Norwegian Wood

Young love

I read Haruki Murakami’s Norwegian Wood when I was about 17, during a ‘Japan phase’ which had been triggered by David Mitchell’s beguiling number9dream. Norwegian Wood is Murakami’s most successful novel; its themes of loss, repression, inexpression and, er, suicide lapped up by Japan’s disaffected youth; its cult hit status long secured with over 10 million copies sold in his native country alone. My adolescent self was nonplussed – no sign here of the flights of surrealism or labyrinthine plot structures which had originally drawn me to Murakami’s writing. Convention, however well done, was of little interest.

Similarly, Anh Hung Tran’s film version left me unexcited despite its undoubted merits. You can tell the original book is heavy on introspection: occasionally Murakami’s plot gives rise to a scene which Tran can make cinematically interesting (an early car-based suicide is a good example) but for the most part it’s all stares into the middle distance and long, mournful shots of admittedly gorgeous countryside. On three occasions Tran brings the film’s score to a jarring and abrupt end at the point of a change of scene. I couldn’t work out why, eventually coming to the conclusion that it was an attempt to impose some stylistic imprint, to jolt the film into life – to do something, anything, with such unhelpful source material.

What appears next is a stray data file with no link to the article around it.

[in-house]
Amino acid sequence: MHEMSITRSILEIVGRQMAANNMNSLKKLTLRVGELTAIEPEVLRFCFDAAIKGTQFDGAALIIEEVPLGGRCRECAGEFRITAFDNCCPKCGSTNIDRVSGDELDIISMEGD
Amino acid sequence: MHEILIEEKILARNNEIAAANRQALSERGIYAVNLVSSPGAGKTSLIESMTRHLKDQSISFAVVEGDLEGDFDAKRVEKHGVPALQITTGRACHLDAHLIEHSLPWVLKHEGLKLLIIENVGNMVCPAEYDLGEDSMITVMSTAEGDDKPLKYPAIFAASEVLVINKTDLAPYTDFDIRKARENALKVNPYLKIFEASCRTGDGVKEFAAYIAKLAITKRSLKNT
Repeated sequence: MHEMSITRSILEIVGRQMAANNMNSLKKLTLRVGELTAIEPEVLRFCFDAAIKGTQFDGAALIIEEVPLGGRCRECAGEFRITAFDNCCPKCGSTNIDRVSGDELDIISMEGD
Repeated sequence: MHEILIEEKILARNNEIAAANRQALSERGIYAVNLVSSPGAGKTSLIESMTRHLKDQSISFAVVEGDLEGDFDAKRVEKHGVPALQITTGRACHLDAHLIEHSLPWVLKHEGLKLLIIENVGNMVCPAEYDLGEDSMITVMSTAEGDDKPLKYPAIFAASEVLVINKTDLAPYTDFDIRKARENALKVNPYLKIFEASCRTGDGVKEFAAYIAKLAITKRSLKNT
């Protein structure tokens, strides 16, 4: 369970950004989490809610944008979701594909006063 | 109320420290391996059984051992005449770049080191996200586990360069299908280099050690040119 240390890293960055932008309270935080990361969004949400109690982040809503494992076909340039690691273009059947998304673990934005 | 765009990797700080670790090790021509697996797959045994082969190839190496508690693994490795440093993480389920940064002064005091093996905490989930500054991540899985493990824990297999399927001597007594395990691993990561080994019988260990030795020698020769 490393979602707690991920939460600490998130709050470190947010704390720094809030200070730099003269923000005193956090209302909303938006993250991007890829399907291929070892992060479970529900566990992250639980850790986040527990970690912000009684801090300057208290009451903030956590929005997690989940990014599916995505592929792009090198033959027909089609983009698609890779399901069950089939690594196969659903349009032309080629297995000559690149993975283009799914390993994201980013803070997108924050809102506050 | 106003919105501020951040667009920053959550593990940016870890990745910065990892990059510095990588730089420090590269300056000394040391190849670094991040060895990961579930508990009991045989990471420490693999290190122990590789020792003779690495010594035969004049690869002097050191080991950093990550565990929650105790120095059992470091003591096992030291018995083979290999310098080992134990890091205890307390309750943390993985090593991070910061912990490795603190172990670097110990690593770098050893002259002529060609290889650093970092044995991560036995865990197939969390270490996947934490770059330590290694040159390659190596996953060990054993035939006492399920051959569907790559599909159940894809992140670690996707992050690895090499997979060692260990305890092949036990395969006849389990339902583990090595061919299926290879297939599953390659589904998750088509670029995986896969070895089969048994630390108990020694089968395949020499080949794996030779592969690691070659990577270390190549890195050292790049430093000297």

The two female leads are very watchable, with their different but equally interesting faces – especially angsty Rinko Kikuchi, last seen in Inarritu’s Babel nailing much the same character. Less successful was Kenichi Matsuyama’s protagonist who, in an incredible parallel with Animal Kingdom’s James Frecheville, spent the whole film looking far too gormless with the exception of one sobbing scene in which he let himself loose but only succeeded in producing more spittle than tears. Hopefully when both films have been out a little longer, I’ll be able to find these two routines online and display them side by side as an uncanny actalike.

Meanwhile, someone should make a film of The Wind-Up Bird Chronicle

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One Response to Norwegian Wood

  1. Jeffrey Stockton (honolulu) says:

    Not the best book to film adaption. They should have made this a two or three part film. They couldn’t fit everything into 134 minutes here.

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